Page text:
Colt Fason: God, Family and Basketball

January 29, 2015

Slowly he laces up his purple shoes as the booming voice of Dr. Casey Motl screams his name through the speakers of Bill Vining Arena. He takes a step out of the locker room and climbs the steps to the court. The crowd goes crazy as the tip of his shoe touches the wood. Game time.

Far from the confines of a crowded arena, Colt Fason flashes back to a time when he was just a boy on a court with a ball bigger than his head.

“My love for basketball started when I was about four or five,” Fason said. “We live maybe two or three miles from a community center where I would go shoot every day.”

Fason said that the center, which gave him the inspiration to play, was a place where his family could go and play as well. From the earliest days, Fason would spend days and nights on the same court, shooting baskets and dreaming big.

“I played everywhere I could. My brothers would go, my sister would – it was just like a family thing; we went to the gym and played basketball from when I was super young.”

And while Fason’s basketball dreams were endless, his childhood was all about the work ethic behind success.

“As a kid, we started from the bottom,” Fason said. “We didn’t have a lot of money, but my parents worked so hard at what they do and so as the years went on, dad and mom started making a little more money and we moved to a little better neighborhood.”

Fason joined his school’s basketball team in seventh grade, but he would once again be tested with adversity.

“In seventh grade, I was a third string point guard because I was so short,” Fason said. “In ninth, I hit a growth spurt and that’s when I went from about 5-7 to 6-1 and that’s when I started starting, my body started growing into itself.”

But along with growing, Fason would put in hours of work and dedication to getting better.

“I remember working day in and day out,” Fason said. “I’d go in before school and go play ball, go to school and then as soon as practice was over, I was back at the community center shooting and doing drills.”

Fason believed that if he worked hard, success would come. He pushed hard to get a scholarship.

“I really wanted to get a scholarship to play ball, so I wouldn’t have to put all that pressure on my parents to pay for college,” Fason said.

His senior year, Fason began to get looks and remembers one specific night, on chance, that he met former head coach Mark Price of Ouachita. Price, who was there to watch Micah Delph (A Fason teammate since sixth grade), was surprised to find Colt Fason.

“I found out they were there to watch Micah, but they saw me and gave me a card and got my phone number and they started contacting me about a month later,” he said. “I didn’t even know anything about Ouachita.”

After a few visits and a scrimmage with the team, Fason was on board and signed with the Tigers. That summer, Ouachita coach Mark Price signed elsewhere and Ouachita hired Dennis Nutt as head coach of the men’s basketball team.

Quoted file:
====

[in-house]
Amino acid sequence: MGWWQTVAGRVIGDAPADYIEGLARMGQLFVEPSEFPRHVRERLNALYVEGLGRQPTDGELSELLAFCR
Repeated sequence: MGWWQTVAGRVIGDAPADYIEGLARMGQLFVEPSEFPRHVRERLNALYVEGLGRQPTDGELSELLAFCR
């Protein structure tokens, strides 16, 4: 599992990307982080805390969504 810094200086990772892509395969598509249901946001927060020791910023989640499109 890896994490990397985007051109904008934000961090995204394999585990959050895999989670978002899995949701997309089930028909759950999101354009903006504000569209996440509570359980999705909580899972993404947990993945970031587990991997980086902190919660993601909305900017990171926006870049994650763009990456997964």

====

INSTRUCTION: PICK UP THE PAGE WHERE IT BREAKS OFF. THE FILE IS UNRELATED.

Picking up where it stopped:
“I knew I was going to have to work hard to show him how I play and I knew that I would have to start from the bottom again,” Fason said. “It was frustrating at first, but I knew everyone on the team was going to have to prove to him that they could play.”

Following a rough first year of basketball, Fason had the opportunity to start for the Tigers in 2013, his sophomore season. That year, the Tigers won the Great American Conference Championship, where Fason was named the MVP of the tournament.

“I could take credit for some of that, but most of that was from my teammates who pitched in and made plays that gave me the opportunity to shine.”

This season, Fason, a senior on the team, says that his goals haven’t changed from day one on campus.

“My personal goals aren’t something I like to share,” Fason said. “The primary goal is for us to play as a team and be successful.”

Even when Fason eclipsed 1,000 points in his career, he still credited his teammates, and while honored by the milestone, still points to team ball as the key.

“It’s a great goal and milestone that I’ve accomplished, but that’s not the most important thing to me,” he said.

That is most important to Fason is God; he said that tops the list of his priorities.

“What is important is God, then family and basketball,” Fason said. “That’s the way it has always been for me. I’ve always lived to make sure that I’m right with God and then making sure my family is safe, then comes Colt.”

Fason said that after graduation, a short career in the international basketball leagues would be an option if he continues to work hard. If basketball isn’t an option, Fason will apply to physical therapy school – the career he wishes to enter either way.

Short term, Fason is focused on another championship.

And as Fason continues to lead a team that is currently tied for first in the GAC, he will continue to preach teamwork as the key to success.

“Some nights you’re gonna have great nights and some you aren’t. This year we are playing team ball and I think that is a big reason we are tied for first in the GAC.”

So for a kid who grew up competing on the court of a local community center, Fason will continue to lace up his sneakers to the tune of fans screaming his name – a long time away from a five year old with a basketball bigger than his head.

Dixon Land

Dixon Land is a senior Mass Communications and Christian Studies double major from Little Rock, Ark. He currently serves as editor-in-chief of The Signal. Previous to that, he served as sports editor and assistant sports editor.

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